Metrics can be any kind of data. For example, it can be a CPU usage status, Memory/Disk usage for the server, exception count, request count, network traffic for an application, connect request count, network traffic for the database, etc.

Metrics are in a human-readable text-based format. Prometheus offers four metric types:


Counter represents a cumulative value that can either increase or reset to zero on the restart. For example, a number of requests, no jobs executed, and no exceptions can be considered counter metric types.

It’s recommended not to use Counter for metrics that can decrease—for example, the number of processes running in the server.


Gauge represents a value that can go up or down. For example, it can be the number of concurrent threads, or current memory usage.


Histogram cumulates the observations and adds them to a configurable bucket to analyze. For example, observations can be request duration or response sizes.


A summary samples observations (typically things like response sizes and request durations). It provides a total count of observations and a sum of all observed values, and it also calculates configurable quantiles over a sliding time window.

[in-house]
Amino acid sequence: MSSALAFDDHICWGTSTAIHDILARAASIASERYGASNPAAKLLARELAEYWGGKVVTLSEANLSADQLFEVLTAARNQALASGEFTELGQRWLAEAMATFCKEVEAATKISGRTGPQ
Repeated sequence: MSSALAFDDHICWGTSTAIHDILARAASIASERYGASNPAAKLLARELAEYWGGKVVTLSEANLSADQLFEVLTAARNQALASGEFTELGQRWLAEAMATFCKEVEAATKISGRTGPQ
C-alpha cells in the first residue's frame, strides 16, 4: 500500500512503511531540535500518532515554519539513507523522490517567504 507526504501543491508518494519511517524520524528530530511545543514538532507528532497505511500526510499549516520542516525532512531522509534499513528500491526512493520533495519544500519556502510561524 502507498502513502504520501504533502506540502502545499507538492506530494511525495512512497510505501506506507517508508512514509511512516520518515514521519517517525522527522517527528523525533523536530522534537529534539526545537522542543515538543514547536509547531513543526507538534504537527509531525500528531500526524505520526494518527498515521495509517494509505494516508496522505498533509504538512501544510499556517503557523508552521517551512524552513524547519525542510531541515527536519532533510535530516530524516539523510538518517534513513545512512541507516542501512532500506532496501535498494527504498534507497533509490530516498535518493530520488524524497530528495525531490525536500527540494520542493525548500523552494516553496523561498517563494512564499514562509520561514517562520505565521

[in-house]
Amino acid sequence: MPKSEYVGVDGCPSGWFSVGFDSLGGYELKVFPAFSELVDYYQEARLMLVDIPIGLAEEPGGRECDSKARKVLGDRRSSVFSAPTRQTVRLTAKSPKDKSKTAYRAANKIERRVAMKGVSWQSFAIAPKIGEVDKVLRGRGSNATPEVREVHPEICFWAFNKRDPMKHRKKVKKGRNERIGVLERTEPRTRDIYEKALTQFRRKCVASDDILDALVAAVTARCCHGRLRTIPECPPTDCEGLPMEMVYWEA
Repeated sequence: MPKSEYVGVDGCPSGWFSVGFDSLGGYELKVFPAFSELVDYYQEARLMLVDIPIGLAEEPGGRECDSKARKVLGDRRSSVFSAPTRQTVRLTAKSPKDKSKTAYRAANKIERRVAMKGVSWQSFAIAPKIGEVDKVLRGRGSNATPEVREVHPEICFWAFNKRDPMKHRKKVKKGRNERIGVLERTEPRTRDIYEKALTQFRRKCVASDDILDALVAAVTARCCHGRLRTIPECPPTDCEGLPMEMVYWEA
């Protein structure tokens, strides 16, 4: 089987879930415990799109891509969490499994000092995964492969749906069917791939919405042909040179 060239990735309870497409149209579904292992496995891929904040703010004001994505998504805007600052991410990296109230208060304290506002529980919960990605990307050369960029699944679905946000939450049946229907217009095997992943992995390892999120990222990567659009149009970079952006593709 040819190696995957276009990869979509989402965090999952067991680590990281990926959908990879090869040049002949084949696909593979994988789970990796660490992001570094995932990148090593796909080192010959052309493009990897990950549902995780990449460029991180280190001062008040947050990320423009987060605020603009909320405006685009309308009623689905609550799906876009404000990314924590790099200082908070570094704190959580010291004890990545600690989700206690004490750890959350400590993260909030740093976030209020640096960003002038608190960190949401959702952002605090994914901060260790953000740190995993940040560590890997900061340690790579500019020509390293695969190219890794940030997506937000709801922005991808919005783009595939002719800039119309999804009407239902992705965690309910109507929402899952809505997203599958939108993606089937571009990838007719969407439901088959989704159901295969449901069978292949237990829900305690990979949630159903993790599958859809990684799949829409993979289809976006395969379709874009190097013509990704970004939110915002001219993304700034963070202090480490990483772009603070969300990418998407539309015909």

Why Use Prometheus?

Modern DevOps is becoming more and more complex to handle manual tasks. Therefore, it needs automation to get the job done.

Imagine running multiple applications in servers distributed across many locations with hundreds of processes. Each of them is interconnected, and you have no insight into what’s happening on the hardware level or application levels.


It can be errors, CPU Usage, Memory/Disk Usage, Network latency, or resource limitations. With such complex infrastructure, it’s difficult to debug without monitoring the infrastructure. 

Suppose one specific server ran out of memory and kicked off the running container responsible for database sync between two database pods in the Kubernetes cluster. In that case, the database and service using that database will stop working, and when the user would try to use the API, they would get a simple error message on the UI.